Good morning or afternoon or whatever, ladies and gentlemen, and welcome to your latest installment of Letters to Doug, your favorite weekly column wherein you write a letter and Doug writes back!

Although Doug does not have time to respond to every letter, he will choose one lucky letter from one lucky human being. Note that this letter will not come from 12th string Republican presidential hopeful Rick Santorum, no matter how many times you sign up Doug for his mailing list.

But this letter could come from you, assuming you send me an e-mail at Letters2Doug@gmail.com. For proof, here is this week’s letter, written to me by a normal, everyday human such as yourself, except this guy’s name is Edgar. Edgar writes:

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Dear Doug,

First off I would like to say I am a huge fan of your writing. Your columns are easily in the top 10% of things I look forward to on a Friday afternoon.

My question is why are exotic cars so expensive these days? It seems every model built before 2005 has doubled in price this past year. Case in point, I was browsing classified instead of working and came across an early 550 Maranello that was listed for over $200k! That’s not all. I found a proper 6 speed 599 listed for $600,000 or a medium sized refrigerator box in an up and coming Los Angeles neighborhood. It’s not just Ferrari either. Porsche, Lamborghini, Lotus, and various other manufactures are this way. Is this trend expected to stick or are all the prices going to suddenly drop in the next 5 years?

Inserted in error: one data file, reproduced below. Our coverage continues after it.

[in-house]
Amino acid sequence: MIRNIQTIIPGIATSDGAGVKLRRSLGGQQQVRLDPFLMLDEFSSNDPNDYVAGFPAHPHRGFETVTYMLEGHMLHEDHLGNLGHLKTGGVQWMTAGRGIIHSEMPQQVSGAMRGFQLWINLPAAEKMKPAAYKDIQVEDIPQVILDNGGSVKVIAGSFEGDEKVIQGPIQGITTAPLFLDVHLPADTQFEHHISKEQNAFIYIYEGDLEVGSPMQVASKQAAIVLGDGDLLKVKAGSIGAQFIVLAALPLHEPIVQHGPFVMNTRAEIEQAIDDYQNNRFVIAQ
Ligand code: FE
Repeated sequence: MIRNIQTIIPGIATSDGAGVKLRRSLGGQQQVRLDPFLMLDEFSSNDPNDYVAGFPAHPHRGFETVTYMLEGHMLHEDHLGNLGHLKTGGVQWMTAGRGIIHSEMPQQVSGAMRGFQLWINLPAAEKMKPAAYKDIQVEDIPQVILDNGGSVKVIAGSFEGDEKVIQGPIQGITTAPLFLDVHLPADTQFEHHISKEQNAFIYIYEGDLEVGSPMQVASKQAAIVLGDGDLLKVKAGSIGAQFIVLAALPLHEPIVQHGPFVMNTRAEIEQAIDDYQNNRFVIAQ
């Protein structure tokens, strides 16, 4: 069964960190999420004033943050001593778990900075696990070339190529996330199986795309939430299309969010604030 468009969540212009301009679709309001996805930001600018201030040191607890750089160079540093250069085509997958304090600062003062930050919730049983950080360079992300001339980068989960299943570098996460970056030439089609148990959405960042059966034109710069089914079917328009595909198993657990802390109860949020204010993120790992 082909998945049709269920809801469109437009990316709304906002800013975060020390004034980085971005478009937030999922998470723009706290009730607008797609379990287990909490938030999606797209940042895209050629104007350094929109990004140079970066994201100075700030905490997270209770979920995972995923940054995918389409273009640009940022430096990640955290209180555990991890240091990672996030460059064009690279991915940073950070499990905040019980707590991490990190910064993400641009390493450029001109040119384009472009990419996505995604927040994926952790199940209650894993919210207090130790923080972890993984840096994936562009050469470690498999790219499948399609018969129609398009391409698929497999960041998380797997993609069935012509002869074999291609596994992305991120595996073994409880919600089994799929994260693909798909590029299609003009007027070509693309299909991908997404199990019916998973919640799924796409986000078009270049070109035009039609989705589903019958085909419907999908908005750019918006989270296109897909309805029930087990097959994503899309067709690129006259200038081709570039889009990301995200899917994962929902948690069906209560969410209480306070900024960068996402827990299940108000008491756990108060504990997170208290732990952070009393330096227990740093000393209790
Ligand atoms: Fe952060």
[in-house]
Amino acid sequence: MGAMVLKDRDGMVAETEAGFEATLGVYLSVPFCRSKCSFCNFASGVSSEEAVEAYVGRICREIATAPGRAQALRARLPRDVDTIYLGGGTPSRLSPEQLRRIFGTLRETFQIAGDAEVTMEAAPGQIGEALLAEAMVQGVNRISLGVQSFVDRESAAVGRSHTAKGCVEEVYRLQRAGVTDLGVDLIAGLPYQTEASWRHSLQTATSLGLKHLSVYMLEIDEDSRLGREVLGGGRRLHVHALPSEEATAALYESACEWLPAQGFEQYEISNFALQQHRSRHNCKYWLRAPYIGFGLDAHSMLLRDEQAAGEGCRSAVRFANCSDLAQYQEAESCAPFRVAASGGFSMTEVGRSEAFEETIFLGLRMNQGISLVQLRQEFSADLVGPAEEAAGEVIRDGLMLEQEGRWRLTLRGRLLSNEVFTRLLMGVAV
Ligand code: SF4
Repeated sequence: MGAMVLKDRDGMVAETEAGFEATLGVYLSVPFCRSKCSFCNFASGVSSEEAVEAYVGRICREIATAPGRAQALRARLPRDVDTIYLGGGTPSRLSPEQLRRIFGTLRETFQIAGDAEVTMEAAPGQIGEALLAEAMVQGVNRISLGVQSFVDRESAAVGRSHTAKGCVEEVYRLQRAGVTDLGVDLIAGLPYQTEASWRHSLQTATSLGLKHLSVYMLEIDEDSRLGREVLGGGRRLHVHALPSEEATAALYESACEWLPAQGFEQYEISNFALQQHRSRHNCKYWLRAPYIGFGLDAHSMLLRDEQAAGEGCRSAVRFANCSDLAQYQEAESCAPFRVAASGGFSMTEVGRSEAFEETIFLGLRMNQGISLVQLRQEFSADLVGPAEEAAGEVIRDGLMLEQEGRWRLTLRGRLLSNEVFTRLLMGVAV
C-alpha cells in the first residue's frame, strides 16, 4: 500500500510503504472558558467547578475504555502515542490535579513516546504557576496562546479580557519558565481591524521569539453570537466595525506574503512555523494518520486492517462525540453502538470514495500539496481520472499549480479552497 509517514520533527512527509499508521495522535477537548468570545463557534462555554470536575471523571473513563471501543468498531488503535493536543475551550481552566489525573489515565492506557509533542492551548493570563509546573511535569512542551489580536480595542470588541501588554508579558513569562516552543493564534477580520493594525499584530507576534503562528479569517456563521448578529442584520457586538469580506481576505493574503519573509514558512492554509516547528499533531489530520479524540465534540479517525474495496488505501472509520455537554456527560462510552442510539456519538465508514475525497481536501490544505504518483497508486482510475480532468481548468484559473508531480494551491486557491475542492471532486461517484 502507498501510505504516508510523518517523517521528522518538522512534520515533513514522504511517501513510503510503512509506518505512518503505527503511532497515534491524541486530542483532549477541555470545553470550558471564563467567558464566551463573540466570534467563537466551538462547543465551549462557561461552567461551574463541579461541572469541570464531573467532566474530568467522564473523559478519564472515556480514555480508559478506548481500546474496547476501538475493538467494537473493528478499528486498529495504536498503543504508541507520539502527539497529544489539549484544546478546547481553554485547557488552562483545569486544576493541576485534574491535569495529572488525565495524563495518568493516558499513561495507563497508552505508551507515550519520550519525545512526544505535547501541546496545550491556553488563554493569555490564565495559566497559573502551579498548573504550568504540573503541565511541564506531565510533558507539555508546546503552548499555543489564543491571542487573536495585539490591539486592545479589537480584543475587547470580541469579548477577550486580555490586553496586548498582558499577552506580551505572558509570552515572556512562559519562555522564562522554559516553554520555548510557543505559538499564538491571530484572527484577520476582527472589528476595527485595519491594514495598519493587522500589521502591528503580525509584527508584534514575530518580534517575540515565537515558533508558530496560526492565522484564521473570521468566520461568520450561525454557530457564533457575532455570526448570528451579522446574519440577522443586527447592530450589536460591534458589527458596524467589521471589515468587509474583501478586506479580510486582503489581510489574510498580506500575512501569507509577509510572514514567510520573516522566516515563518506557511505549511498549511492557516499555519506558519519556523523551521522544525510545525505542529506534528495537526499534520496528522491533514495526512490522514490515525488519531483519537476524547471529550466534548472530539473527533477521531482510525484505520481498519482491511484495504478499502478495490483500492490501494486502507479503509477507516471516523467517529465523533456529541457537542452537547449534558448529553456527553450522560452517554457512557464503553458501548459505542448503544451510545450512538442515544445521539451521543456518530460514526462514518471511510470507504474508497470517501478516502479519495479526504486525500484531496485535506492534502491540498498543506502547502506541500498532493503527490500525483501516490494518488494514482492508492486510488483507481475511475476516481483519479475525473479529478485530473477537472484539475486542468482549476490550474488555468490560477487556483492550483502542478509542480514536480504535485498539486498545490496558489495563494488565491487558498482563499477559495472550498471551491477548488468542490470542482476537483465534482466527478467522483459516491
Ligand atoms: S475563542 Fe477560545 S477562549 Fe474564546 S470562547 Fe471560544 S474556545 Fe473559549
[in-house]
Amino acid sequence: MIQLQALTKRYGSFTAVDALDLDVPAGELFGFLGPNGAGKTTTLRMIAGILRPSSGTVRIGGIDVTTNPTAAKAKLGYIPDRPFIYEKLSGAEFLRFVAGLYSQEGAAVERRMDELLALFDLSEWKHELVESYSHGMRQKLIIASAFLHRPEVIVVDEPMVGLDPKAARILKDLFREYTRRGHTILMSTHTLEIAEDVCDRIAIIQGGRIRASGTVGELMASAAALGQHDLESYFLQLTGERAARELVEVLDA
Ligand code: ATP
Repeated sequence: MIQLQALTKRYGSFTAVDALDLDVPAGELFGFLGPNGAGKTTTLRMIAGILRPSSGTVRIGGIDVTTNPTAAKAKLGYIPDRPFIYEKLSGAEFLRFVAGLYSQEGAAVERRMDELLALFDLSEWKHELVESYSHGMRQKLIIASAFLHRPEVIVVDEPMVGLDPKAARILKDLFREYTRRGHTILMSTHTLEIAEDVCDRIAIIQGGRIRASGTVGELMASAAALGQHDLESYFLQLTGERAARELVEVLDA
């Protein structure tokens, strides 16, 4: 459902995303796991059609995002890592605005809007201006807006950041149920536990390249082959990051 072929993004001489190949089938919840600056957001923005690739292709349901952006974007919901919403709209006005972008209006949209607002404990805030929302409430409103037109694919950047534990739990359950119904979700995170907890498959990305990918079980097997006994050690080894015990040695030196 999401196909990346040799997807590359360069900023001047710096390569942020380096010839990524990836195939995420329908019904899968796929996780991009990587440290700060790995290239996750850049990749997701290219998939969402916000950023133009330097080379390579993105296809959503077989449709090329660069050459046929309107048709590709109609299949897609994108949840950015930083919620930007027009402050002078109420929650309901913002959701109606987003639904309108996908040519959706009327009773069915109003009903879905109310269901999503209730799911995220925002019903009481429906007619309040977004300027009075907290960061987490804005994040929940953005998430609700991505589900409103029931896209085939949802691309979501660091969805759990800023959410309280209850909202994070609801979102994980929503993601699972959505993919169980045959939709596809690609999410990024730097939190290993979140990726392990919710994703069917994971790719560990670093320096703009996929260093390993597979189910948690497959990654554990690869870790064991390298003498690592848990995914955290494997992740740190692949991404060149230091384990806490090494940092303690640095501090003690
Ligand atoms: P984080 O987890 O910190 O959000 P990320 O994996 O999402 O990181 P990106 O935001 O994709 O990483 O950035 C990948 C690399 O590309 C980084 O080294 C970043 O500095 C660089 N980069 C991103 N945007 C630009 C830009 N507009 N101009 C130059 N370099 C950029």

Please explain this phenomenon to us plebs. Who knows, we may buy your book as payment. Or, at least follow you on Twitter.

Thanks,

Edgar

Edgar has made an incredibly important point here, which is that he is a huge fan of my writing. Note that Edgar did not say he is a huge fan of my YouTube videos. This is because nobody is a huge fan of my YouTube videos, except for the Mediocre Shirt Society of America, who just knows I will be back soon for additional clothing.

In all actuality, Edgar has raised a really important point, which is worthy of further review. Although you may not have realized it, those of us who browse eBay and Autotrader at 1 a.m. in our underwear are very acutely aware of the fact that prices of certain fairly recent exotic cars have absolutely shot up over the last year or two. And I don’t mean they’ve gone up slightly. I mean they’re shooting up like a heroin addict in East Saint Louis.

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Here’s an example: when I was looking for my Ferrari back in late 2013 and early 2014, there was a 612 Scaglietti with a 6-speed manual listed for something like $108,000. That same car would bring $200,000 today in a heartbeat.

It’s the same story with stick-shift 599 GTBs, 575M Maranellos, and basically any other stick shift exotics from the early 2000s. There is a low-mileage Carrera GT listed on eBay for $1.1 million. People are asking $850,000 for Ford GTs. If you had a stick-shift 575M SuperAmerica, you could probably sell it for enough money to get you into the upper class. And I do not mean the “my son plays lacrosse” upper class. I mean the “I could kill a poor person and get away with it” upper class.

And the reason is simple: it’s because they all have stick shifts.